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We've received a lot of questions about the actual mechanics of brewing 5 gallon (finished) batches of beer using a 120 volt power supply.
This biggest challenge associated with electric brewing on a 120v, 15 amp circuit is that a maximum of 1650 watts of heating power is available to heat a relatively large volume of liquid during the boil. For example, some styles and recipes may call for a boil of more than 7 gallons of liquid. That's a lot to ask of a 1650 watt element.
Following is everything we've researched and tested with regard to the mechanics of heating and boiling during the brewing process, including results and our suggestions on how to get the most out of any electric brewing system running on a 120 volt circuit.
After you're done with this article, make sure to check out our article on the importance of boiling wort, where we discuss why wort is boiled during brewing and how it impacts the quality of finished beer.
Note: Technically up to 1800 watts will be available on a 120v, 15amp circuit using the W=VxA forumula, but 1800 watt elements don't exist. Element sizes jump from 1650 watts to 2000 watts. Unfortunately 2000 is too big for a standard residential circuit. A 2k element would require an upgraded controller, a 20 amp circuit and a special plug.
Boiling Wort with 1650 Watts
Our research and testing indicate that it is possible to boil up to 7.5 gallons of liquid using a 1650 watt element on a 120V, 15amp circuit. However, as with a lot of Brew in a Bag (BIAB) processes, the approach may need to be a bit different depending on variables such as:
- power supply variability,
- and kettle location and placement.
Power Supply Variability
There are voltage drops though the wiring in every house as well as across extension cords, etc. Voltage may measure 120 at the outlet in one house but only 110 in another. Abnormally low voltage at an outlet or the use of long or light duty extension cords will reduce the power available to the controller and element. Improper use of extension cords can be dangerous as well.
Always plug the controller directly into a GFCI outlet to maximize the power available to the heating element. Extension cords are not recommended. If one is used, we recommend 10AGW, rated for 15 amps. Because extension cords create safety hazards, especially when being used near liquids, we do not endorse their use with our brewing systems.
Controller and Pump Power Use
Because the controller, element, and pump all run on the same circuit, they all compete for the power coming out of the outlet. Most controllers us a very small amount of energy. Clawhammer’s controller only uses 15 watts! However, pumps use more.
To increase heat up times and boil vigor, don’t run the pump while heating or boiling. The pump will increase heat loss while simultaneously reducing the amount of energy available to the element.
Atmospheric pressure decreases as elevation increases, which impacts boil temperature. Water boils at 212F at sea level but as elevation increases, boil temp drops. At 500' boil temp is 211. At 1000' boil temp is 210F. At 2000' boil temp is 208. And at 5000', boil temp is only 202!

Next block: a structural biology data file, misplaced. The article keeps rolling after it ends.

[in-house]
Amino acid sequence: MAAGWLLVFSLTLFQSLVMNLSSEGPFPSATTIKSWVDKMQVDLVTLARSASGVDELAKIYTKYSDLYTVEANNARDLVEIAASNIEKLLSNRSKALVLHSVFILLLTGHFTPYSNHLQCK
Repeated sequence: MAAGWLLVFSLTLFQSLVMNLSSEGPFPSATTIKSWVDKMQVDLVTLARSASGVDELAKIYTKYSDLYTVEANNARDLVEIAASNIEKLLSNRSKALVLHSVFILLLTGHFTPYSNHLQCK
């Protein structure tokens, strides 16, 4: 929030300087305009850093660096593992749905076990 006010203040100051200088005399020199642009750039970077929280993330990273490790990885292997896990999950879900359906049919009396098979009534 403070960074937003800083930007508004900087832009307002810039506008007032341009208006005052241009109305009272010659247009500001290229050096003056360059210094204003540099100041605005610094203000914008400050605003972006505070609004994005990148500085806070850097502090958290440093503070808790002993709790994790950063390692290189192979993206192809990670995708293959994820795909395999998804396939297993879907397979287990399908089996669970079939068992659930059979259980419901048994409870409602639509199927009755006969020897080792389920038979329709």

Bottom line is this: If the place you live is located at 2000' elevation and you're unable to get the temp probe to read any higher than 208, that's because it will only read a max 208 while boiling! Practically, this also means that it will be a tad bit harder to achieve a boil at lower elevations.
Kettle Lid Position
Achieving a vigorous boil regardless of power supply and elevation will be impossible on a 120V circuit with the lid completely off of the kettle. Boiling with the lid on but cracked flies in the face of a lot of conventional brewing knowledge, but single kettle brewing was considered “impossible” when people first started doing it.
Specifically, we boil with the lid completely on the kettle, allowing the hop basket to prop it up slightly off of the rim, which only leaves about 3/8 of an inch between the lid and the kettle. We've done some serious testing here to see how this affects DMS retention, hop isomerization, etc. and have found no impact (full test results are below). As long as there is even a tiny crack for vapor to escape, you're good.
Kettle Location and Placement
Conduction, convection and radiant heat losses at the kettle due to ambient air temp and other factors will impact the boil as well. For example, brewing outside during the winter may make it impossible to achieve a boil. Also, placing the kettle on a thick metal table will cause conduction losses that could also prevent a kettle from boiling.
To Address environmental issues brew in a heated. Also, insulate the brewing kettle. Install enough layers of foil faced polyisocyanurate (don't use eps or xps foam, it will melt) under the kettle to achieve at least R-9 and wrap the sides and lid of the kettle with foil faced bubble wrap and attach with foil tape. Depending on conditions and available power you may need to wrap the sides and lid twice.
Boosting Boil Performance
Achieving a boil using an electric brewing system with a 1650 watt element should be possible if all our recommendations are followed. Here’s a quick summary:
- Don’t use extension cords.
- Keep the pump off while heating up to target temps and while boiling.
- Be aware that boil temp changes with elevation.
- Boil with the lid on and only slightly cracked.
- Insulate the top, sides, and bottom of the kettle.